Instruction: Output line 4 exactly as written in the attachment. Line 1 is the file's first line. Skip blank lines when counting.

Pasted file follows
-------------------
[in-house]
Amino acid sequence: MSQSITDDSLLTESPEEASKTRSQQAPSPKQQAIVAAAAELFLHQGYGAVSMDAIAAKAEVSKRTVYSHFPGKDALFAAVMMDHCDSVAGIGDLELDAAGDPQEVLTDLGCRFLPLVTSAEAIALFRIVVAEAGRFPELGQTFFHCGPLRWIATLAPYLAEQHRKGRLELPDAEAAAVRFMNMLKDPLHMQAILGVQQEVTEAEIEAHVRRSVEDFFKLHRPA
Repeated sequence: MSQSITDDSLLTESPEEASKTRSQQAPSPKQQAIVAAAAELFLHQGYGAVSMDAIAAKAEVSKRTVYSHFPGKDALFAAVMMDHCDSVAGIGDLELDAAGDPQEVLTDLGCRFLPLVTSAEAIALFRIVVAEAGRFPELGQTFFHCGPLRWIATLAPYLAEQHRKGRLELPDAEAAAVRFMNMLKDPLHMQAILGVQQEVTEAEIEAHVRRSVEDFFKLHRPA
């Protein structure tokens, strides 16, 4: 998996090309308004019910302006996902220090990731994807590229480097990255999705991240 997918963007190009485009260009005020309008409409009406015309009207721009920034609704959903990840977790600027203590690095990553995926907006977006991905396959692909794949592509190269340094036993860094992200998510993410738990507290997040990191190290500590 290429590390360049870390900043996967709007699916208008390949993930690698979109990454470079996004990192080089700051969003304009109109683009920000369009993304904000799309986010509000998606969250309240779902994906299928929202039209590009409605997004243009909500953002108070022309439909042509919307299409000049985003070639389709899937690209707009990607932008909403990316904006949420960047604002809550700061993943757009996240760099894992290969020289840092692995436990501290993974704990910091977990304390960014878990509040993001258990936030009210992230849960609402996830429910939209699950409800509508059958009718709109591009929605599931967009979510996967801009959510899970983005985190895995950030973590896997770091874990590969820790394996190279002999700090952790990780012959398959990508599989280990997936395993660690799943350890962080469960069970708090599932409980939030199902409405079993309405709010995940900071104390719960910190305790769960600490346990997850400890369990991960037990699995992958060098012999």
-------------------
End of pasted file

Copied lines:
């Protein structure tokens, strides 16, 4: 998996090309308004019910302006996902220090990731994807590229480097990255999705991240 997918963007190009485009260009005020309008409409009406015309009207721009920034609704959903990840977790600027203590690095990553995926907006977006991905396959692909794949592509190269340094036993860094992200998510993410738990507290997040990191190290500590 290429590390360049870390900043996967709007699916208008390949993930690698979109990454470079996004990192080089700051969003304009109109683009920000369009993304904000799309986010509000998606969250309240779902994906299928929202039209590009409605997004243009909500953002108070022309439909042509919307299409000049985003070639389709899937690209707009990607932008909403990316904006949420960047604002809550700061993943757009996240760099894992290969020289840092692995436990501290993974704990910091977990304390960014878990509040993001258990936030009210992230849960609402996830429910939209699950409800509508059958009718709109591009929605599931967009979510996967801009959510899970983005985190895995950030973590896997770091874990590969820790394996190279002999700090952790990780012959398959990508599989280990997936395993660690799943350890962080469960069970708090599932409980939030199902409405079993309405709010995940900071104390719960910190305790769960600490346990997850400890369990991960037990699995992958060098012999």